Friday, November 9, 2012

Firing Mike Brown Might Actually Solve The Lakers' Problems

Mediocre shepherd of otherworldly talent, Mike Brown, has been fired by the Lakers after starting the season 1-4, with the sole win coming over the lowly Pistons. Taking over for the legendary Phil Jackson was never going to be easy, but Brown has failed pretty spectacularly given the talent on this team. The Lakers have looked terrible on both ends of the floor, with no signs of getting better, and so the coach, as usual, was the fall guy. Much as it pains me, and despite seeming comically early in the season, I think the Lakers made the right decision.

Mike Brown needs an aspirin.


This firing isn't a referendum on the abilities of this Laker team to win basketball games, and their starting five is too good for them to struggle for too much longer, but Brown was wholly unsuited to coach this team. Why a team with an aging superstar/control freak like Kobe Bryant would hire a coach such as Brown baffles me; he's never shown himself to be anything but a pushover. Kobe often warred with Jackson, whose dismissiveness clearly irked him, but Jackson motivated Kobe to play for the good of the team. Brown, on the other hand, was content to let Kobe design the offense and defense and essentially run the team. Mike Brown may be a good tactical coach (or maybe not), but he can't handle superstars, and the Lakers should have known what they were getting.

Brown pretty publicly coddled LeBron when coaching him in Cleveland, and the team suffered for it. In his first seven years in the league, LeBron never developed a post game; since going to the Heat, he's developed into a punishing post player. Now I know this is counterfactual and totally impossible to prove, but either Brown wasn't pushing for LeBron to develop his game so as to be completely unstoppable or LeBron was tuning him out. Either way, he failed to get the most physically gifted player I've ever seen to maximize his gifts, and Erik Spoelstra was able to do that in two seasons. Maybe the fault ultimately lies with LeBron, but Brown is at least complicit. It's not like Brown could claim that he hadn't thought of putting LeBron down low; just about every single sportswriter in the country was practically crying for LeBron to learn to play in the post.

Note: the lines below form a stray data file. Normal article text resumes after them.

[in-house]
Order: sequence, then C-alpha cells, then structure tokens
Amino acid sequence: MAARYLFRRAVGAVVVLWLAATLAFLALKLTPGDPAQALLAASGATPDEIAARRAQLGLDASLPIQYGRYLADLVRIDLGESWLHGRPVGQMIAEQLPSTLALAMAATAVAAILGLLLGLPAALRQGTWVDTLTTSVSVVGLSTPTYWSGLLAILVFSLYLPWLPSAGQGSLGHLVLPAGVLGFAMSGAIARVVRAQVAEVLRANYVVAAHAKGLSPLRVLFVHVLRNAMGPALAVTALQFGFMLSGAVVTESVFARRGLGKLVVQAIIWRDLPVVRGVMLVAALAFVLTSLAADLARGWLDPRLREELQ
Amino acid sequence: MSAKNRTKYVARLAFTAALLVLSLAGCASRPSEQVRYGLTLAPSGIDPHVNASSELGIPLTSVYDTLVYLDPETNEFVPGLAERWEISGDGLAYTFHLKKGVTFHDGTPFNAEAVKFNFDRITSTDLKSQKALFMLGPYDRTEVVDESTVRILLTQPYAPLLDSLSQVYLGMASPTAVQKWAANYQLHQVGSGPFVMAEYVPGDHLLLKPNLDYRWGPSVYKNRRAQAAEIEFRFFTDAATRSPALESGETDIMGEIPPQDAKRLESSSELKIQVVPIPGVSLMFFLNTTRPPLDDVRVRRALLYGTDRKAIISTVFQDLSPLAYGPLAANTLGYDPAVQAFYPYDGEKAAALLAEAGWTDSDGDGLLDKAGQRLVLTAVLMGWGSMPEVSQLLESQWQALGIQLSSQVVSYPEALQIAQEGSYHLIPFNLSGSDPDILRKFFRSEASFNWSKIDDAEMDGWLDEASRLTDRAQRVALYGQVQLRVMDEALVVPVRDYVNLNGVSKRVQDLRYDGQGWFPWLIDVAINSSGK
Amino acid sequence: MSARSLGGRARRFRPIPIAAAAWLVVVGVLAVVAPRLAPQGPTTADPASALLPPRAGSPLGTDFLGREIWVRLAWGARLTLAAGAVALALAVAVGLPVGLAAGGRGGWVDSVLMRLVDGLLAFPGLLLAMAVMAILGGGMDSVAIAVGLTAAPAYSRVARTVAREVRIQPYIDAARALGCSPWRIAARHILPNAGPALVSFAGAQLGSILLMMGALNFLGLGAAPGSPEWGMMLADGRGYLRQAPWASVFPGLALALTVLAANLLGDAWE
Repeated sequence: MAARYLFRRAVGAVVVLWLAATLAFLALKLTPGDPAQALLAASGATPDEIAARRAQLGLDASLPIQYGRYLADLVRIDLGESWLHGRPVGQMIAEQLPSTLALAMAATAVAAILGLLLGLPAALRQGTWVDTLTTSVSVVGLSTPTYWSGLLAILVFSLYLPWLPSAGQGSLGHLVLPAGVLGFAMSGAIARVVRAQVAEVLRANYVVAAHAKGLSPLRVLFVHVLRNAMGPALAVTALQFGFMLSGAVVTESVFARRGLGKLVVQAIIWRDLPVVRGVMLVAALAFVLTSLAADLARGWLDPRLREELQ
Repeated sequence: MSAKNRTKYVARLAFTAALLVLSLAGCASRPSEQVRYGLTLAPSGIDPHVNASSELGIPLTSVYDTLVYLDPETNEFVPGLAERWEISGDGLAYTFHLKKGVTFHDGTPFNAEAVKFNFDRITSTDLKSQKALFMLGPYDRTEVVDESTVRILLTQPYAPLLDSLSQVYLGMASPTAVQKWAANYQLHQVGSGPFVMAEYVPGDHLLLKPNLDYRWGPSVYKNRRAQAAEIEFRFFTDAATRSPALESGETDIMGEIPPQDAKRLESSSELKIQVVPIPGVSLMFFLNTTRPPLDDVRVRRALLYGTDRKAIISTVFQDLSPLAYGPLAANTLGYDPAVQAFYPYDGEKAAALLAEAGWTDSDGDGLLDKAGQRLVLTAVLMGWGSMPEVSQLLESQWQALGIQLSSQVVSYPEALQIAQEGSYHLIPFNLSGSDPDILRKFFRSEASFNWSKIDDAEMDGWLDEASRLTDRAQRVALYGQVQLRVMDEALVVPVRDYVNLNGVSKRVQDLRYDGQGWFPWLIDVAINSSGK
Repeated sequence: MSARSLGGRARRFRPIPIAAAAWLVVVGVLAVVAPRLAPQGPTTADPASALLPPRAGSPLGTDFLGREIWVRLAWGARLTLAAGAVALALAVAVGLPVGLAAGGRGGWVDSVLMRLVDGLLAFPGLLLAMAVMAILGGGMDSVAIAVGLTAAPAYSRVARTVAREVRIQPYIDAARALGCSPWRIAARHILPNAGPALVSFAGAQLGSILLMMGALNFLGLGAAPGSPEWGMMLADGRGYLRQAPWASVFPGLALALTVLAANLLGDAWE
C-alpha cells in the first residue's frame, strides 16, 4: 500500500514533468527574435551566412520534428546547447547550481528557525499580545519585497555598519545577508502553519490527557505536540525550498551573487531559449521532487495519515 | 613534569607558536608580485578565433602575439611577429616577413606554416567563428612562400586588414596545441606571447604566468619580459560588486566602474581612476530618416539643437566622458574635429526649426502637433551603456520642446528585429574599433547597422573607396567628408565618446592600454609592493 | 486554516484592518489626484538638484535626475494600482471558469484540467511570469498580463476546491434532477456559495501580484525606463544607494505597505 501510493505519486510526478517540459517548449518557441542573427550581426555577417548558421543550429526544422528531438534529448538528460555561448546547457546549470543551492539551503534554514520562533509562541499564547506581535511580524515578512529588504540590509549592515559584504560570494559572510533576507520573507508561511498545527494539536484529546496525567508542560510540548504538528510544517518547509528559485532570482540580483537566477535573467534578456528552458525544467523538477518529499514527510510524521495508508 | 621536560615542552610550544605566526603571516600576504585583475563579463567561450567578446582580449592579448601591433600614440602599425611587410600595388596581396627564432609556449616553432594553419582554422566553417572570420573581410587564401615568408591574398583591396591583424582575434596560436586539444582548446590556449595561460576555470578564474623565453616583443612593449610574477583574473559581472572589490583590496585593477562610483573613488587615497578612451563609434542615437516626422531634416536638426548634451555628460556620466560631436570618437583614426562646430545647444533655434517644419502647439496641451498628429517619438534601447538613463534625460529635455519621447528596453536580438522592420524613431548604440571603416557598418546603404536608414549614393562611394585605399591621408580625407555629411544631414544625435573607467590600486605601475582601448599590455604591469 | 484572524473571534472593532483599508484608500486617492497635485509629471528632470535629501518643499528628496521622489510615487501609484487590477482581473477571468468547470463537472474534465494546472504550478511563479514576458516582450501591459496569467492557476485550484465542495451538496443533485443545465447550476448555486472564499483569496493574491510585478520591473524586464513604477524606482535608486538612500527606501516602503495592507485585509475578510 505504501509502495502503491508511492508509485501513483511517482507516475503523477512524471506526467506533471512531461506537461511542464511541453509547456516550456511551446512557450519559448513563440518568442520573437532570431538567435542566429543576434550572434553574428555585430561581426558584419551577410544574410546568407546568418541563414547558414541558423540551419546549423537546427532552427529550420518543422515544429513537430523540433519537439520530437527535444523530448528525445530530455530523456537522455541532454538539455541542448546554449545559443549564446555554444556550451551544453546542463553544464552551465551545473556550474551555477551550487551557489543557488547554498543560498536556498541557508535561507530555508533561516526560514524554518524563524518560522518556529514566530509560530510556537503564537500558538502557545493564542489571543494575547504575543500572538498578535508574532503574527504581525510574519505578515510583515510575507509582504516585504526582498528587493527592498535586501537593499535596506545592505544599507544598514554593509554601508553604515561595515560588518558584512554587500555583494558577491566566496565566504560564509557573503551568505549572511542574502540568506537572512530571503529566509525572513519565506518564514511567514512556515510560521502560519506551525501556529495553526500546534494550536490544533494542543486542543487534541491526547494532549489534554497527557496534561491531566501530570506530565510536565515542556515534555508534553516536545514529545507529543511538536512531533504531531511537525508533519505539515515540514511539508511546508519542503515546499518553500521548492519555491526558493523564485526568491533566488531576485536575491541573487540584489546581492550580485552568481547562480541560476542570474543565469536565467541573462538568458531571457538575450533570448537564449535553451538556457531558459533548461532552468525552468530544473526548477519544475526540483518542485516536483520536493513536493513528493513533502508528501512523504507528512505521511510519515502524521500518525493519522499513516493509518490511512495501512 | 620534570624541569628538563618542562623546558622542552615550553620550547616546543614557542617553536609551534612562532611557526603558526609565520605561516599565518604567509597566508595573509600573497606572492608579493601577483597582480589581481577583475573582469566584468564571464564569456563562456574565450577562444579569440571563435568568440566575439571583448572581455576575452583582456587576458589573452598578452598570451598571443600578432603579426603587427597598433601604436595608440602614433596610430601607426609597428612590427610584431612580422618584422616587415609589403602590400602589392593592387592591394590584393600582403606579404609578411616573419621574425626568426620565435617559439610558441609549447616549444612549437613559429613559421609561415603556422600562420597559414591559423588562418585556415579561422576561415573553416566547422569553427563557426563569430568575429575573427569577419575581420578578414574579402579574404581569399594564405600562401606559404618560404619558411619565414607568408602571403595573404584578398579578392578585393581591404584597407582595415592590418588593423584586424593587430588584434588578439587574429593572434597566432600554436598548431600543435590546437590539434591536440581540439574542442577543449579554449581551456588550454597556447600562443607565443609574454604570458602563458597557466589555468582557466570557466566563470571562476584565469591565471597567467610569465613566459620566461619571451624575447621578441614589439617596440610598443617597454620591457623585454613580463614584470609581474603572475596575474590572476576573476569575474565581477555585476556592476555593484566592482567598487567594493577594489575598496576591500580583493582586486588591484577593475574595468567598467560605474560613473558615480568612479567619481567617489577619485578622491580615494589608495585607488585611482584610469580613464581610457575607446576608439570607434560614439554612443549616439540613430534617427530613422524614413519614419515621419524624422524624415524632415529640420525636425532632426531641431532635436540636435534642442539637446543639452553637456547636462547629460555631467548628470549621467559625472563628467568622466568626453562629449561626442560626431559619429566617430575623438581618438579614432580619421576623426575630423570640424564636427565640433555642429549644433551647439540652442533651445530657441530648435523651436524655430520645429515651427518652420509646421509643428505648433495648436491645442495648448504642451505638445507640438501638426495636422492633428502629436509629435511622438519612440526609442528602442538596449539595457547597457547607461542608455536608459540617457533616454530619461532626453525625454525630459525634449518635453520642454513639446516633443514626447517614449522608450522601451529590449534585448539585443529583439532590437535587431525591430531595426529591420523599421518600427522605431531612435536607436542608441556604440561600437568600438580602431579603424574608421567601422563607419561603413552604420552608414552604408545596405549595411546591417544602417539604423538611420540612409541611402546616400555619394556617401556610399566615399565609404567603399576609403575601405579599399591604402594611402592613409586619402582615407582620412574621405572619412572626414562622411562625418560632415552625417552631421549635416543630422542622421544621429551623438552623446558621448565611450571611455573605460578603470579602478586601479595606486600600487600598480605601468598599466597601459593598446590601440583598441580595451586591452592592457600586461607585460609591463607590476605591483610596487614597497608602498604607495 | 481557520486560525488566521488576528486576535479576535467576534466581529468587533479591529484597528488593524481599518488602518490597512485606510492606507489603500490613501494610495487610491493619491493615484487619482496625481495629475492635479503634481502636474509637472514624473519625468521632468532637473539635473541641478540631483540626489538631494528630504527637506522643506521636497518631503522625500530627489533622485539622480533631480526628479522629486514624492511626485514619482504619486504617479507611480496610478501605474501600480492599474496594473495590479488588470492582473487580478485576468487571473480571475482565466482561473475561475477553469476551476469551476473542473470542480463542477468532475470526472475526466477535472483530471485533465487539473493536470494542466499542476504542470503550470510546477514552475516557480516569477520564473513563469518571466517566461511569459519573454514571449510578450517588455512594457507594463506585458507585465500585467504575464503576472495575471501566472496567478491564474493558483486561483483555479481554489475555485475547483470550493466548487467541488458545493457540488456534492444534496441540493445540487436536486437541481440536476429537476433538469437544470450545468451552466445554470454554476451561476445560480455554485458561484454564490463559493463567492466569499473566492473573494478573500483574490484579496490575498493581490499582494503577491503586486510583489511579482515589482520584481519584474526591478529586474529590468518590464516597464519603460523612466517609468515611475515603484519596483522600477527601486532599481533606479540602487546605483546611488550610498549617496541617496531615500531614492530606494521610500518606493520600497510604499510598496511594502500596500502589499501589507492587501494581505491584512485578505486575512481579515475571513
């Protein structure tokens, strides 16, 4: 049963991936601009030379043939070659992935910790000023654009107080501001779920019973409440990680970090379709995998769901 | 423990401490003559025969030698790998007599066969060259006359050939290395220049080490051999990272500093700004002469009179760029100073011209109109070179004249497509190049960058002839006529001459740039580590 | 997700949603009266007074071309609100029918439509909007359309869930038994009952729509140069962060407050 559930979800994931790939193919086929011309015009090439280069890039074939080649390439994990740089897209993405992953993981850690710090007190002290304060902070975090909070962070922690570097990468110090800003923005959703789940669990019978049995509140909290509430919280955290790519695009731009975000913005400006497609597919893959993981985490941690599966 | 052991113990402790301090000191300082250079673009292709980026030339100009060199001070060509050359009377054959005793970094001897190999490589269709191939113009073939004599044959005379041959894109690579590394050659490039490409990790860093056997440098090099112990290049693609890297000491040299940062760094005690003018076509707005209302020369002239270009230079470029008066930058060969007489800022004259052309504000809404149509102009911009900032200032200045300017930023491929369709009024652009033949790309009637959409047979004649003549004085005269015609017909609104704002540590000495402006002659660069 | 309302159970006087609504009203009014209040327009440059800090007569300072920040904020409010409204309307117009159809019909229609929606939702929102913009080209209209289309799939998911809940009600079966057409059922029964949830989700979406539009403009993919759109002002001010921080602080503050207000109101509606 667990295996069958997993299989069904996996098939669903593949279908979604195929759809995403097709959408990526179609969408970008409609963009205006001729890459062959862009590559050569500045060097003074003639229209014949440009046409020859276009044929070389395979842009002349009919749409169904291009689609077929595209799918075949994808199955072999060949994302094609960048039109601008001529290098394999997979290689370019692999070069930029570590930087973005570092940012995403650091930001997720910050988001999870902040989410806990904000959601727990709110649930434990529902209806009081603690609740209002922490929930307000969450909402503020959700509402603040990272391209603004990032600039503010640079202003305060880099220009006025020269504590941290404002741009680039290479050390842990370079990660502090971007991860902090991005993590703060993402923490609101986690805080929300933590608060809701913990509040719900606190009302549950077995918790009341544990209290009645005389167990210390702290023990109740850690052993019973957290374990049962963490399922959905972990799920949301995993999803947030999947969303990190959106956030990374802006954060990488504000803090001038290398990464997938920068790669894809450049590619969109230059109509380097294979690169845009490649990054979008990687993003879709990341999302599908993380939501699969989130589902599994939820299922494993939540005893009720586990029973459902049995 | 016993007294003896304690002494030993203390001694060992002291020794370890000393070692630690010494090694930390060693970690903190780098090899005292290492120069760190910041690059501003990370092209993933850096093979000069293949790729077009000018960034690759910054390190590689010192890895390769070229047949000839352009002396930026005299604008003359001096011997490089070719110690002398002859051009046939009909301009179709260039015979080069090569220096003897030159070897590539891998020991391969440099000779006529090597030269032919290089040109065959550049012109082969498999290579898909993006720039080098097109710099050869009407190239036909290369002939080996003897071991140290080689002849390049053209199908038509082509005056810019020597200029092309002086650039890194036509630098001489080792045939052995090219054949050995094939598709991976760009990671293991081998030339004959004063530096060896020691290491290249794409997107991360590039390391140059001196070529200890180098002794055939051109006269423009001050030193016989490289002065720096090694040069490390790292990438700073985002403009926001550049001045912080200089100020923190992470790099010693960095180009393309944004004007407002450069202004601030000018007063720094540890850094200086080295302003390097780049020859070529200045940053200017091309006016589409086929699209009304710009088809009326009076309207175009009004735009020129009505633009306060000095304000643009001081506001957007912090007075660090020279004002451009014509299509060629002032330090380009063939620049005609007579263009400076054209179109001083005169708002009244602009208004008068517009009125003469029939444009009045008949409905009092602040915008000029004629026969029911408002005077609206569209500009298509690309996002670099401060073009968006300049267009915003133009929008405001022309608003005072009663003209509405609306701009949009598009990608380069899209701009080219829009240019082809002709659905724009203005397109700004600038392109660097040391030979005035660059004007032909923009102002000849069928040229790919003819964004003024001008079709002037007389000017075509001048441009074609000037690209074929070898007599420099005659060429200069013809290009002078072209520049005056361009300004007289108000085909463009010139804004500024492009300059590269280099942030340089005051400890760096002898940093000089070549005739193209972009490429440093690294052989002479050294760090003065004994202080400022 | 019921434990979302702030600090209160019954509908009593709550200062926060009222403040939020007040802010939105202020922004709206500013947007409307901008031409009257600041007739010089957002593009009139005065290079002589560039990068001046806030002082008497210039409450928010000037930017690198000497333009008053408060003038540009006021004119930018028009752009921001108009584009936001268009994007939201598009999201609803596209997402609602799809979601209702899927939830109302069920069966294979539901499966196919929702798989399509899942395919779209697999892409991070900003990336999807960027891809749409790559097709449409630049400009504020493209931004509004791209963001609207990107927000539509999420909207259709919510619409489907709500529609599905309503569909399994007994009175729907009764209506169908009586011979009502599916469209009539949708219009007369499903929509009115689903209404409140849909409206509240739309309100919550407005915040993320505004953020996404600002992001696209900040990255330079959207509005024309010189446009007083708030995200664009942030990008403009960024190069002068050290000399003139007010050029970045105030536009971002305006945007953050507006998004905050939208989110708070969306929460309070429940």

Kobe, of course, is not wired the same way as LeBron. Where LeBron wants to hang with teammates and be a global icon, the narrative goes, Kobe just wants to win. (Of course, LeBron wants to win and Kobe wants to be loved, too, although Kobe might not want to hang with his teammates.) LeBron walked all over Brown to the detriment of the Cleveland team - some of the lingering images are LeBron checking out in the Boston series or running a practice full of half-court shots while awaiting an Orlando team that would ultimately beat them in the playoffs - but many thought Kobe would work with Brown to win. I don't think that ultimately happened.

After the Lakers hired Brown, we heard about Bryant and Brown staying up late in Brown's office to watch tape and design sets for the team. Normally this would be a good thing, coach and star working together, but Kobe was so openly comparing Brown to the taciturn and withdrawn Jackson that it became apparent that Brown was just appeasing Kobe. Bryant no longer wants to run the triangle? Go for it! This offseason, he wants to implement the Princeton offense? Go for it, too! Phil Jackson smoothed egos, but he also got what he wanted out of players. Mike Brown, at least from this perspective, looks like he was just smoothing egos, and he didn't have the cachet a coach like Jackson did to stand up to Kobe.

Offensively, the Lakers looked out of sync shifting to the Princeton offense with new additions Steve Nash and Dwight Howard, but defensively they were vastly worse. In Orlando, Dwight Howard was able to cover for some truly terrible defenders - Hedo Turkgolu, JJ Reddick, Ryan Anderson - blowing up pick and rolls all over the court and challenging everything at the rim, but thus far a less-than-100% Howard has not been the same guy. These problems would have corrected themselves, and the Lakers' team-wide lack of shooting would have resolved itself somewhat with Nash healthy, but Mike Brown has a track record of not maximizing the skills of super-talented players.

Whomever comes in to replace Brown, and PLEASE LET IT BE STAN VAN GUNDY, won't necessarily fix all the Lakers' problems. Brown was certainly the fall guy for bigger underlying issues, but he was also a part of the problem that had to be fixed. Brown's a scapegoat, but also not a championship-level coach.

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